Our weekly update to unravel the industry and political spin around the energy debate
IN CASE YOU MISSED IT
WHAT MORATORIUM? GULF LEASE SALE BRINGS IN $337 MILLION
Last Wednesday, the Interior Department’s Bureau of Ocean Energy Management, Regulation and Enforcement (BOEMRE) continued its work to increase offshore energy development by holding the first gulf-area lease sale since the BP disaster last year. BOEMRE put 21 million acres up for auction. Companies put in more than $700 million in total bids, and the U.S. Treasury walks away with a cool $337 million in high bids.
KEYSTONE DEAL FAILS TO DELIVER
On Saturday, the Senate made a deal to protect American families by safeguarding the payroll tax cut for another couple of months – but only after Senate Republicans won a provision to force President Obama to decide whether to approve the Keystone XL pipeline almost a year before all the research into its safety is complete. But not even that giveaway was enough to satisfy House Republicans who refuse to support the compromise and continue to press for more negotiations.
SAVING INDUSTRY AND THE SAGE GROUSE
The Interior Department convened a meeting with Wyoming Governor Matt Mead, praising Wyoming’s approach to protect core habitat for the sage grouse. The prairie bird once numbered at 16 million now has a population of 500,000 – half of which live in Wyoming. Interior is looking to take the approach west wide in hopes of staving off a listing under the Endangered Species Act. The approach is critical for facilitating future energy development and saving the sage grouse.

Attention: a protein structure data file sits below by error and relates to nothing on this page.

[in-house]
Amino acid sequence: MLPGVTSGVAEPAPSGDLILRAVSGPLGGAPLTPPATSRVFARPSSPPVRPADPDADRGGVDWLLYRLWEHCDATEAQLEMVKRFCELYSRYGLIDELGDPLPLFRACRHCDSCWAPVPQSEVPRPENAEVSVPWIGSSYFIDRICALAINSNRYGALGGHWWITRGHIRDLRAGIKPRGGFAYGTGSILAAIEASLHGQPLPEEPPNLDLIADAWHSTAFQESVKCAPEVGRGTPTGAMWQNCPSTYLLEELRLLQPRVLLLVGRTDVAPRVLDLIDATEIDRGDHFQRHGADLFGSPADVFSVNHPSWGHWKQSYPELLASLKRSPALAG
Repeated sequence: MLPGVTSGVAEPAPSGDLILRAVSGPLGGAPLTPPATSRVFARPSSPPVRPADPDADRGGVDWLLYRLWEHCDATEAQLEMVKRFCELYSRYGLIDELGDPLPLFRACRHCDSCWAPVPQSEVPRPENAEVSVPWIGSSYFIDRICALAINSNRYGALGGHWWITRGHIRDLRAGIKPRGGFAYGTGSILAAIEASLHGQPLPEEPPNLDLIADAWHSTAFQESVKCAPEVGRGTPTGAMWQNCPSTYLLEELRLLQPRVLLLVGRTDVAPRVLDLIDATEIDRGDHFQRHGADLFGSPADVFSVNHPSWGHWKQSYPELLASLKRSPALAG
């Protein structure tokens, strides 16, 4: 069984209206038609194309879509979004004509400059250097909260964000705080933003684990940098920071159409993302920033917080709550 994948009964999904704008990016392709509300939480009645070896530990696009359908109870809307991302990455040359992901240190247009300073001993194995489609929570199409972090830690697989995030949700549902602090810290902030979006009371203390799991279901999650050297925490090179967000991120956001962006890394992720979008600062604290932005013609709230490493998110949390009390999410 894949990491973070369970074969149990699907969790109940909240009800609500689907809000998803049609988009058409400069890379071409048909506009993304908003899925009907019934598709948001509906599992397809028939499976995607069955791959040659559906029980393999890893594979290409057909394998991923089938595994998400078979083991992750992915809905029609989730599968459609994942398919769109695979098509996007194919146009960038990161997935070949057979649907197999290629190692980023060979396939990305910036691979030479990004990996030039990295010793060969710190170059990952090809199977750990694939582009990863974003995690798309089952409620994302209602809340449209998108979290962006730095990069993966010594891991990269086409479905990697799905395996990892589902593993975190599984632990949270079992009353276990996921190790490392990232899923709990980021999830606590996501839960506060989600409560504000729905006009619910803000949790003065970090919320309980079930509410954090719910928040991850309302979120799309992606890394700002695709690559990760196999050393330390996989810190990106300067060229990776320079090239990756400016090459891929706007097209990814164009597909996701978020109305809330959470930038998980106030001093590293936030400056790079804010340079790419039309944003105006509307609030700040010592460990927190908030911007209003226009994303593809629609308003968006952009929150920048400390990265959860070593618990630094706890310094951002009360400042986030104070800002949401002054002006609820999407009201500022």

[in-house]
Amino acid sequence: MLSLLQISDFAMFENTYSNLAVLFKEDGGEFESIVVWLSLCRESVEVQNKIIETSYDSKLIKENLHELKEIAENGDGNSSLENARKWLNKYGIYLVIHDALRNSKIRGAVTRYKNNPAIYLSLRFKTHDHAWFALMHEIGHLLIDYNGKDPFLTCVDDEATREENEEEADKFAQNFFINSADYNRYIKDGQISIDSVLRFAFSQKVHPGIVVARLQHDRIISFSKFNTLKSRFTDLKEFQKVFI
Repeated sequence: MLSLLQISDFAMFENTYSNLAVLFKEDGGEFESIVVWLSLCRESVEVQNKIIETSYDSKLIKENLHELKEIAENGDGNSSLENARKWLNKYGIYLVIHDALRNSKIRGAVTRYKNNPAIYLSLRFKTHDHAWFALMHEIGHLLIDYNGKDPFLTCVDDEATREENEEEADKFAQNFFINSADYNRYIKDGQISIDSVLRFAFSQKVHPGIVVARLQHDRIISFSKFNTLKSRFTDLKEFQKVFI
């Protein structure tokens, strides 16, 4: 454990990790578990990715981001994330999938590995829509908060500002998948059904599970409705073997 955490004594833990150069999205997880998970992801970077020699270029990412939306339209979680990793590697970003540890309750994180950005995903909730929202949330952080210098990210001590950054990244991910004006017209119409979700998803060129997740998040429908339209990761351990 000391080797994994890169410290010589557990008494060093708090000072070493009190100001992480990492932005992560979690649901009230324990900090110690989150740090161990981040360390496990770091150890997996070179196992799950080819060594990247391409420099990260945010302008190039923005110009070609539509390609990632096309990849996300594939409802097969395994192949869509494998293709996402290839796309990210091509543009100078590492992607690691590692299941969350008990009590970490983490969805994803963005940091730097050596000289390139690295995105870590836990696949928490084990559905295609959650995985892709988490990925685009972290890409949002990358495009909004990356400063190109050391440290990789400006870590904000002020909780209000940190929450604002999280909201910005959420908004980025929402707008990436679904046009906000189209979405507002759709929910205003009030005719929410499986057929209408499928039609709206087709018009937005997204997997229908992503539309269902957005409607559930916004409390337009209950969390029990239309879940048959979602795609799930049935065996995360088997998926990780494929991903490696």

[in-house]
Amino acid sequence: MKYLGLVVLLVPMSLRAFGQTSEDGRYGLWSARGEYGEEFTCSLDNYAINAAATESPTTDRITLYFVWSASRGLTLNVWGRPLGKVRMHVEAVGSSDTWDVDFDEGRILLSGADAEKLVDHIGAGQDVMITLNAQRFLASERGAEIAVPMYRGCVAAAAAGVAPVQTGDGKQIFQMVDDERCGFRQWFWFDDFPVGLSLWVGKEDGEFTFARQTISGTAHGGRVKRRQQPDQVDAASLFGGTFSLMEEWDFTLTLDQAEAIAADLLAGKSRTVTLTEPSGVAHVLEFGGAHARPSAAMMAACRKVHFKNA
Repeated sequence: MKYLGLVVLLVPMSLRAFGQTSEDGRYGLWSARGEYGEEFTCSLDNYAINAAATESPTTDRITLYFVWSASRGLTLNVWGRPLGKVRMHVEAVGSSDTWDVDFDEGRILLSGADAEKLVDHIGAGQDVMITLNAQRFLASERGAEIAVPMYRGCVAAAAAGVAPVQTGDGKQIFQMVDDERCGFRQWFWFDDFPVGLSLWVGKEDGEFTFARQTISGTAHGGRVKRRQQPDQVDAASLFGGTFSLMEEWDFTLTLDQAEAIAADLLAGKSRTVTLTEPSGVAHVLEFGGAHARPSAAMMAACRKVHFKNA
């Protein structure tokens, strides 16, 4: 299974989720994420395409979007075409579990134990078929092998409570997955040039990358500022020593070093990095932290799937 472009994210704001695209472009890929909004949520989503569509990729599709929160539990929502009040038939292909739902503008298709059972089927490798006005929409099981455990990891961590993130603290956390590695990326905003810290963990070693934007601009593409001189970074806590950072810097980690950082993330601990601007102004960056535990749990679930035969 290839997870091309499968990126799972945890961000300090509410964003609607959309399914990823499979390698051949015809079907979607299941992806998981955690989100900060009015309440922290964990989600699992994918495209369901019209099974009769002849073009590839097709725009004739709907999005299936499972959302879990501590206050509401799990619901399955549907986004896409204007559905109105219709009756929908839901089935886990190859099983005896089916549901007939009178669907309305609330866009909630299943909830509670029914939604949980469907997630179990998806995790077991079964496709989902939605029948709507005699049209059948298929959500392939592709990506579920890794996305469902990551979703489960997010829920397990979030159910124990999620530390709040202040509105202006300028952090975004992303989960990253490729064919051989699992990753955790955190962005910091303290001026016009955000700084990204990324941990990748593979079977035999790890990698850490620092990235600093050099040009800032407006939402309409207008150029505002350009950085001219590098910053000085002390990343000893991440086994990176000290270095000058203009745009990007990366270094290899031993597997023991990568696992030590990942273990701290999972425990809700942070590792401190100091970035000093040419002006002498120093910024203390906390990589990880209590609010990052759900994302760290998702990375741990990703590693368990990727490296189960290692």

DID YOU KNOW?
KEYSTONE – A NET LOSER OF JOBS
There is no shortage of controversy surrounding the Keystone XL pipeline, including whether the project actually creates jobs. According to a Cornell University Global Labor Institute report, industry job projections have been shoddy at best and there would actually be job losses due to “additional fuel costs in the Midwest, pipeline spills, pollution and the rising costs of climate change. Even one year of fuel price increases as a result of Keystone XL could cancel out some or all of the jobs created by the project.”
BIG OIL’S RETURN ON INVESTMENT
Needless to say, it was a big year for Big Oil. Not only did companies rake in record profits topping $101 billion in the first three quarters of the year, they continue to receive $15 billion in Americans tax dollars through government handouts. The industry spent big bucks to protect their taxpayer-funded handouts and contributed about $6.3 million to members of the House and Senate. Despite White House efforts to end corporate welfare to oil companies and use the savings to help close the deficit, Congress preserved $78 billion in subsidies for oil and gas companies over the next five years.
Will House Republicans actually hold-up a Senate Republican victory for Big Oil and the Keystone XL pipeline provision all for political posturing? We’ll find out this week.